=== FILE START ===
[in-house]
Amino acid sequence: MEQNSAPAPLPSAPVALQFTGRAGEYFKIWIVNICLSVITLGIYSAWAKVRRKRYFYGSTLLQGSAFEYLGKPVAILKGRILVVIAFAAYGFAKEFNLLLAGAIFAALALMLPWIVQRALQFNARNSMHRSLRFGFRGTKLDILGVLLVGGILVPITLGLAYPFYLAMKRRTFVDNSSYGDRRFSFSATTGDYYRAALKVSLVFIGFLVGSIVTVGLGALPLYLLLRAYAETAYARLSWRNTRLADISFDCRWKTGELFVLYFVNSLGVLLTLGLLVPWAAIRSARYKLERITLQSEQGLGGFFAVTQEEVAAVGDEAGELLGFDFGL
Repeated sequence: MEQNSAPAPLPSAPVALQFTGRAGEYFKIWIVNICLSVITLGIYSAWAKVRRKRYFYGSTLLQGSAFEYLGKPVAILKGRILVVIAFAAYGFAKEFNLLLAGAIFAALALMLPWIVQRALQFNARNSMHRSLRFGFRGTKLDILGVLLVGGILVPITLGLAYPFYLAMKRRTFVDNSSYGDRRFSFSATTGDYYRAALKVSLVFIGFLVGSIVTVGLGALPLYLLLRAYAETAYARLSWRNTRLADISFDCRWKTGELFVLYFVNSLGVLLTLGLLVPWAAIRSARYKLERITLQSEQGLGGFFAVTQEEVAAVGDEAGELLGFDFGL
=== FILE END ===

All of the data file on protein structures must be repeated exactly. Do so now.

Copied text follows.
[in-house]
Amino acid sequence: MEQNSAPAPLPSAPVALQFTGRAGEYFKIWIVNICLSVITLGIYSAWAKVRRKRYFYGSTLLQGSAFEYLGKPVAILKGRILVVIAFAAYGFAKEFNLLLAGAIFAALALMLPWIVQRALQFNARNSMHRSLRFGFRGTKLDILGVLLVGGILVPITLGLAYPFYLAMKRRTFVDNSSYGDRRFSFSATTGDYYRAALKVSLVFIGFLVGSIVTVGLGALPLYLLLRAYAETAYARLSWRNTRLADISFDCRWKTGELFVLYFVNSLGVLLTLGLLVPWAAIRSARYKLERITLQSEQGLGGFFAVTQEEVAAVGDEAGELLGFDFGL
Repeated sequence: MEQNSAPAPLPSAPVALQFTGRAGEYFKIWIVNICLSVITLGIYSAWAKVRRKRYFYGSTLLQGSAFEYLGKPVAILKGRILVVIAFAAYGFAKEFNLLLAGAIFAALALMLPWIVQRALQFNARNSMHRSLRFGFRGTKLDILGVLLVGGILVPITLGLAYPFYLAMKRRTFVDNSSYGDRRFSFSATTGDYYRAALKVSLVFIGFLVGSIVTVGLGALPLYLLLRAYAETAYARLSWRNTRLADISFDCRWKTGELFVLYFVNSLGVLLTLGLLVPWAAIRSARYKLERITLQSEQGLGGFFAVTQEEVAAVGDEAGELLGFDFGL